Friday, April 30, 2010

Paradigms and Prophets

Limits suck! We still want to believe that progress is an eternal upward sweep of human endeavor that is stretching towards a celestial utopia made possible by science and technology. The idea of technology being limited remains a non-issue. But now the prospect of resource depletion has began to impose itself on our utopian vision.

This is why peak oil and global warming are anathema to us. They violate our theology and raise the specter that there might be limits to how far we can take our technology. Our tragic flaw is our inability to frame an issue outside of our theology of science because our all of our thinking proceeds from the unproven premise of eternal growth. This is what Damien Perrotin calls the “culture of progress.” He goes on to say:

The problem of Peak Oil is that the narrative which underlies it runs contrary to everything Enlightenment and the ideology of progress stand for. Where progress is about conquest and the mastery of nature, peak oil tells us of the absolute, unmovable limits this very nature assigns to our development and prosperity.

There is much talk of a need for a paradigm change. Implicit in much of this talk is the unspoken assumption that simply because we understand there is such a thing as paradigm changes it is possible to execute one simply because we understand it. What this assumption fails to appreciate is that there is a world of difference between saying and doing. Just because we can say it doesn’t mean we can do it. For an example of this, let us take a look at how long it took the Enlightenment to be diffused into our everyday life.

One of the earliest expressions of Enlightenment thinking was the French Encyclopedie, edited by Denis Diderot and first published in 1752. Many traditional publications included an illustration showing “The Tree of Knowledge.” Up until Diderot, these illustrations had placed Theology at the base of the tree. Diderot, in his Encyclopedie, showed the base of the tree as Philosophy. Theology was relegated to a twig on the branch of “Fancy and Fairy Tales.”

Fast forward to Westchester County, New York in 1835, where Robert Mathews, who called himself the Prophet Mathias and who claimed to be a messenger from Jesus Christ, was indicted on charges of attempted murder, child abuse and being a false prophet of God. Upon reviewing the indictment, the Westchester County district attorney dropped the false prophet charge because he believed there was no way to prove that Mathews wasn’t a false prophet. In other words, seventy-three years into the Enlightenment educated people still believed in the possibility of an individual being a prophet of God.

Fast forward, again, to 1895 and in Michael Lesy’s Wisconsin Death Trip there are numerous accounts of individuals being institutionalized for “religious insanity.” It looks as if it took 140 years for Enlightenment ideas to percolate down to everyday life.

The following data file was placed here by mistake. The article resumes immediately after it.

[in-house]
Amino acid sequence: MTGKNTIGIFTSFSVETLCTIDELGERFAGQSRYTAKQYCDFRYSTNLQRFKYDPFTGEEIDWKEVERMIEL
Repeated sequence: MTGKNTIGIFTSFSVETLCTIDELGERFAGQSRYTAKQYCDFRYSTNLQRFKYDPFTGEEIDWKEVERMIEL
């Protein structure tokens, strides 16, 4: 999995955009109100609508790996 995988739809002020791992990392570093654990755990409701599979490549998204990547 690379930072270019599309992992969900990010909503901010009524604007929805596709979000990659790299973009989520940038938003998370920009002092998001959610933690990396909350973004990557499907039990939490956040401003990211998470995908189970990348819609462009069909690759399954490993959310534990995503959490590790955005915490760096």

With time, the paradigm will change, as it always does. But we cannot will it; we cannot throw a switch and make it happen. Nor do we have any knowledge what it will look like. All we can be sure of is that it is now happening and that the upward sweep of progress is grinding to a halt.

Thursday, April 29, 2010

Upddate v.1b`

So much for the best laid plans, etc. The doctors have decided that I need a couple of weeks of pulmonary rehab before they operate. I am going in to day so they can feed a camera in and take a picture of the tumor. While they're at it, they are going to yank a suspicious looking lymph node. So I should be back home late this afternoon.

Hopefully, I'll post something tomorrow.

Tuesday, April 27, 2010


The sins of my youth have caught up with me. The doctors discovered a malignant growth on the lower lobe of my left lung. Fortunately, they caught it early. Thursday, I go into the hospital to have the offending lobe removed. I expect to be back here in the first or second week of May.

Monday, April 26, 2010

So, who needs corporations, anyhow?

This is an old chestnut I drag out from time to time whenever our oligarchs and kleptocrats out do themselves, which is quite often. But with the SE C’s civil suit (Note: Not an indictment) against Goldman Sachs, I thought I’d drag it out again. It’s a modest suggestion that may increase the probability that, someday, we might clean up a Beltway that is little more than a Wall Street subsidiary.

Recently, the United States Supreme Court gave Congress back to its corporate handlers when it ruled that Congress could not place restrictions on corporate contributions to political campaigns. The argument was the same fallacious argument that has allowed our corporate oligarchs to befoul our democracy—corporations are people and have the same rights under the Constitution and Bill of Rights as human people.

So, it is time to reprise an idea I put forth about a year ago. Then it fell into a sea of silence, but perhaps the court’s decision has made the ground more fertile for its growth.

What we need is a 28th Amendment to the Constitution that strips our corporations of their personhood. The net effect would be that our corporations would have no rights; they would only have responsibilities enumerated by the terms and conditions of their charters.

Today, such an amendment stands a snowball’s chance in Hell of passing. However, as our economy continues to tank, and as Wall Street bankers continue to get trillions in bailouts while the disempowered class in America, which increasingly includes the Middle Class, continues to slip down the economic ladder, the temperature in Hell is starting to fall.

Besides, think of the fun we could have with such a movement! We could demonize the hell out of the bastards.

Look at where we are now. In an age when it is not only necessary to think outside the box but to reduce the box to kindling, a paralysis has gripped the Obama administration, which spends all of its time trying to figure out if we’re in a box to begin with, and, if so, how big it is, what color it is and is it really necessary to think outside the box when we could easily build an addition to it, provided they could get the financing.